Now vs Next - What's the difference?

now | next |


As nouns the difference between now and next

is that now is new moon while next is the one that follows after this one.

As an adjective next is

following in a sequence.

As a determiner next is

the one immediately following the current or most recent one.

As an adverb next is

in a time, place or sequence closest or following.

As a preposition next is

on the side of; next to.

now

English

(wikipedia now)

Adjective

(-)
  • Present; current.
  • * 17th C , , Scepsis Scientifica: Or, Confest Ignorance, the Way to Science; in an Essay of the Vanity of Dogmatizing and Confident Opinion , 1885, page 207,
  • Defects seem as necessary to our now happiness as their Opposites.
  • * 1855 , Conrad Swackhamer, The United States democratic review , Volume 5?,
  • The history of the infant colonies teaches us that the country comprised within the limits of the now United States of America was originally patented in the reign of James I., of England, into two portions:'' that in less than eighty years from that period, the same was again divided into ''twelve'' distinct provinces; a ''thirteenth being after added in the creation of the State of Georgia.
  • * 1908 , The English reports ,
  • Where in assumpsit for money lent, the defendant pleaded that in an action in which the now' defendant was plaintiff, and the ' now plaintiff was defendant,.
  • * 2010 March 17, The Telegraph'', news website, '' Radio 4 apologises for day old shipping forecast ,
  • Radio 4's continuity announcer said at the end of the show: "As many of you will have noticed, that edition of The Now Show wasn't very now . It was actually last week's programme. Our apologies for that."
  • (archaic, legal) At the time the will is written. Used in order to prevent any inheritance from being transferred to a person of a future marriage. Does not indicate the existence of a previous marriage.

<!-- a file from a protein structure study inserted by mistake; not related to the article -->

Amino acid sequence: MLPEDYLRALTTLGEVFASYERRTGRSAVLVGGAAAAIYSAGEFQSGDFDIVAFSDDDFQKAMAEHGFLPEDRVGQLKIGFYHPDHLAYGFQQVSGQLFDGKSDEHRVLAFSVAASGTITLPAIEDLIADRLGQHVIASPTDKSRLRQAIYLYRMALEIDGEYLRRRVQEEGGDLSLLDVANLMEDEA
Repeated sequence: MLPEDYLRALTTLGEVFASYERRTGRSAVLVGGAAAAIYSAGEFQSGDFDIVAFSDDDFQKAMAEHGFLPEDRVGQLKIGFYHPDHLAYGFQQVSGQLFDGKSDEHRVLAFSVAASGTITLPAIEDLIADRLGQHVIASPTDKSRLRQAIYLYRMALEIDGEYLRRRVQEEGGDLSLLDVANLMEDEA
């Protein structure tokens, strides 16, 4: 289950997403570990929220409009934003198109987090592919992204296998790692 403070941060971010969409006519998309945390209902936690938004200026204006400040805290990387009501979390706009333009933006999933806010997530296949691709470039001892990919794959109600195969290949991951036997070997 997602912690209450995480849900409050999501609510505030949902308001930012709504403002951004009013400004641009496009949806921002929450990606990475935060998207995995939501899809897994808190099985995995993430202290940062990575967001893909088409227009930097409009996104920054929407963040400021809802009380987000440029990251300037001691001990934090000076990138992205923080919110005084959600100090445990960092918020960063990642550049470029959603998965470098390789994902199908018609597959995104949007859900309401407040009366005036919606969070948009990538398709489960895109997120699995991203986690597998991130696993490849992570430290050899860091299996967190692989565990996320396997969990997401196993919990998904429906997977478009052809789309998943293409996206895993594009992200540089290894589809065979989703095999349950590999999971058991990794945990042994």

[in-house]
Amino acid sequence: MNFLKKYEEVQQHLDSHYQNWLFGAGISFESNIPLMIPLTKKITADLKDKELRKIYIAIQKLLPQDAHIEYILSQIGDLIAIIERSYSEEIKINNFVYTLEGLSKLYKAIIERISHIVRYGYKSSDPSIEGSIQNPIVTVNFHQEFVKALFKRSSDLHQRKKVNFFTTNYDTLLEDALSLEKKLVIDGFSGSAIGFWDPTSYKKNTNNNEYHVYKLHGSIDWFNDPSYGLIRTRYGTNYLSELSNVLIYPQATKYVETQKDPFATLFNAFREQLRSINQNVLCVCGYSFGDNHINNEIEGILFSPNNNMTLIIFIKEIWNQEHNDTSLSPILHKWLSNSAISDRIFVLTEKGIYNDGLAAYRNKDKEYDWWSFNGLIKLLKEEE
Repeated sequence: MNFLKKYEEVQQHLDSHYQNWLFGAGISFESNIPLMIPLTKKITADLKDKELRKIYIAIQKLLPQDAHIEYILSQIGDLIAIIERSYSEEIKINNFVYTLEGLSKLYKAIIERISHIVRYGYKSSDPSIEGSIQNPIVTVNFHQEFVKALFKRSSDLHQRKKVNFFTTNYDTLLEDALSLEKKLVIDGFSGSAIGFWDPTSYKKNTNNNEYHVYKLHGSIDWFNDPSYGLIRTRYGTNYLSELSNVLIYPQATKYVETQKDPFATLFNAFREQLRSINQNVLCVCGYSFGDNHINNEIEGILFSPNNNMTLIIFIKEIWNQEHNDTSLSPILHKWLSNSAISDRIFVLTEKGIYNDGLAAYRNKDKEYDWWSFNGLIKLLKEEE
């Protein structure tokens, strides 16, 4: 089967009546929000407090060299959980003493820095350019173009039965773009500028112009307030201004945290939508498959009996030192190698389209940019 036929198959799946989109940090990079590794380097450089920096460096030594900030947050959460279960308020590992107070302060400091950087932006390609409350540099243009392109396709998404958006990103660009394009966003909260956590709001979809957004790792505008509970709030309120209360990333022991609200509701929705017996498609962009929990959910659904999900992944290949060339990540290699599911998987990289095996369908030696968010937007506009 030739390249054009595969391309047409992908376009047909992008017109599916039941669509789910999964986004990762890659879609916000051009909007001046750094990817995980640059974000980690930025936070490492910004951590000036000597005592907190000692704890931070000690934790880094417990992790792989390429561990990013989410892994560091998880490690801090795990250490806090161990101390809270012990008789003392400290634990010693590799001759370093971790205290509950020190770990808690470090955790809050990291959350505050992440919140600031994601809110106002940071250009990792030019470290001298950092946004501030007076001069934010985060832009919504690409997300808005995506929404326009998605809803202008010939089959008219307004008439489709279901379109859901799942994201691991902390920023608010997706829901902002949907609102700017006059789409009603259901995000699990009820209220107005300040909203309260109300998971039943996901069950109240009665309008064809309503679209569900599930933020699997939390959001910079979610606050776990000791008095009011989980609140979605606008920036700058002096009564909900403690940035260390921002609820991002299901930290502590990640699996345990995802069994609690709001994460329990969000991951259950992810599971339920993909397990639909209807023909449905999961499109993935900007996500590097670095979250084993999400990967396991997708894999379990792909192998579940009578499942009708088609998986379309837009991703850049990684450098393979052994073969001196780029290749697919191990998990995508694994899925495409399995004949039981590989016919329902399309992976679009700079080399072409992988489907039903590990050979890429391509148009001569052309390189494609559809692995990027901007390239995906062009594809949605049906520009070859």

• Now wife.
  • (informal) Fashionable; popular; up to date; current.
  • I think this band's sound is very now .

    See also

    * happening

    Adverb

    (-)
  • At the present time.
  • * Arbuthnot
  • I have a patient now living, at an advanced age, who discharged blood from his lungs thirty years ago.
  • (sentence)
  • *
  • , title=(The Celebrity), chapter=3 , passage=Now all this was very fine, but not at all in keeping with the Celebrity's character as I had come to conceive it. The idea that adulation ever cloyed on him was ludicrous in itself. In fact I thought the whole story fishy, and came very near to saying so.}}
  • Differently from the immediate past; differently from a more remote past or a possible future; differently from all other times.
  • *
  • , title=(The Celebrity), chapter=5 , passage=Although the Celebrity was almost impervious to sarcasm, he was now beginning to exhibit visible signs of uneasiness, the consciousness dawning upon him that his eccentricity was not receiving the ovation it merited.}}
  • Differently from the situation before a stated event or change of circumstance.
  • * {{quote-magazine, date=2013-07-20, volume=408, issue=8845, magazine=(The Economist)
  • , title= The attack of the MOOCs , passage=Dotcom mania was slow in coming to higher education, but now it has the venerable industry firmly in its grip. Since the launch early last year of Udacity and Coursera, two Silicon Valley start-ups offering free education through MOOCs, massive open online courses, the ivory towers of academia have been shaken to their foundations.}}
  • At the time reached within a narration.
  • (obsolete) Very recently; not long ago.
  • * Waller
  • They that but now , for honour and for plate, / Made the sea blush with blood, resign their hate.

    Derived terms

    * nowadays * now and then * right now *

    Conjunction